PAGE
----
Chris Wright of ProCar Associates in Akron, OH, is a relatively new convert to CNC machining. They recently purchased a Centroid A560 machine to make a production run on cylinder heads they are building for various engine projects, including a multi-valve head that his late father, Chuck Wright, invented years ago and received a patent on. Wright says the 5-axis porting ability of the Centroid is what they needed to reproduce their custom heads and allows them to replicate designs that were hand ported and flowed.
Matt Napolitano of RMC says that many of their customers have come back to purchase another CNC after buying their first machine. He says they also get a lot of shop owners who are unsure of what they need and want as they upgrade from older equipment.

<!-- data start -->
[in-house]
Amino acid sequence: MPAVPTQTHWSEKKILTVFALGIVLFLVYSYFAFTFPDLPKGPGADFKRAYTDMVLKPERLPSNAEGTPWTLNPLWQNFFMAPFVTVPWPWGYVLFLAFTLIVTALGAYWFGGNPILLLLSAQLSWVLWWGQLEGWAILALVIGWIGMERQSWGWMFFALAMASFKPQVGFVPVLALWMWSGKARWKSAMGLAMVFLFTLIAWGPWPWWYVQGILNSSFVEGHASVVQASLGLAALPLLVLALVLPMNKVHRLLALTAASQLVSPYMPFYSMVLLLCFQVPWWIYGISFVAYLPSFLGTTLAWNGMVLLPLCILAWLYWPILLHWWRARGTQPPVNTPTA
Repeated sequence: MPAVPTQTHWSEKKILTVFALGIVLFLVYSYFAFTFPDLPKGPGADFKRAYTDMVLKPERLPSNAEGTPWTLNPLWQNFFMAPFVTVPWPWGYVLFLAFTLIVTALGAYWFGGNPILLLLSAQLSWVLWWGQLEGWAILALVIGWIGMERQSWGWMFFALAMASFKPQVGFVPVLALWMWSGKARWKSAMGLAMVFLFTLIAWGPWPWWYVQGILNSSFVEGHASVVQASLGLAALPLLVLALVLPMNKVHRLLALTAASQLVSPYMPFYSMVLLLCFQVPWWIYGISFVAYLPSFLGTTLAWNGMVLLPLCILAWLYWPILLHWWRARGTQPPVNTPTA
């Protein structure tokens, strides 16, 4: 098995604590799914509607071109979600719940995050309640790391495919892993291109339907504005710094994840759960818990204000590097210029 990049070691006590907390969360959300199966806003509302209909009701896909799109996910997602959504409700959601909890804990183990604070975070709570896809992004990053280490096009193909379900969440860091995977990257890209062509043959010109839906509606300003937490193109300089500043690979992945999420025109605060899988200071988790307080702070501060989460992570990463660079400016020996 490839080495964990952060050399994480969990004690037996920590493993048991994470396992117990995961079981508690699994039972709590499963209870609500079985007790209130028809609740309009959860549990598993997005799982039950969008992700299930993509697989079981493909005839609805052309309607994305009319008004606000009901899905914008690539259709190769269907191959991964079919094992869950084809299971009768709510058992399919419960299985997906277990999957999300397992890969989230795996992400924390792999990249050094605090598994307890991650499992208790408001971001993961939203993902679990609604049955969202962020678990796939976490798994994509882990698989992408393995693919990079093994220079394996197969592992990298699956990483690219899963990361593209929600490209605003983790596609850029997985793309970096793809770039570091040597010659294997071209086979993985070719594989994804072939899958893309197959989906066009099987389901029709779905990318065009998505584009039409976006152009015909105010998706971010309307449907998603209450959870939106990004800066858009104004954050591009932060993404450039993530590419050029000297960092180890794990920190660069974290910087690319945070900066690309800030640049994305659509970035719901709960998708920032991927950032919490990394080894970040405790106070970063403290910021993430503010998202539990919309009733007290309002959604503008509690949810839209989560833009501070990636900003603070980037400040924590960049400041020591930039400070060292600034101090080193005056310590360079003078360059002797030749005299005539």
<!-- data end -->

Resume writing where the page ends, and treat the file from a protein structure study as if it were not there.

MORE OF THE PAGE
“They know it’s time to upgrade, but it’s a huge process for them to decide because all equipment is more expensive these days, not just CNCs.”
Napolitano says that with the CNC purchase comes a lot of support from RMC in how they can be used to make money. “We know what we can offer with the machine, so we can help them along in making their decision.”
John Cowher of Centroid says from his perspective, what engine builders want today is quite simple. “Certainly, the usual dedicated or specialized machinery, the honing machines, cylinder and line boring, and seat and guide machines, are all staples of the automotive machine shop. We see engine builders buying CNC porting and engine block machines separately or as a combination port and block machine. Now more than ever, there’s a need for the precision and speed of a CNC in three-, four- and five-axis configurations as well as lathes.”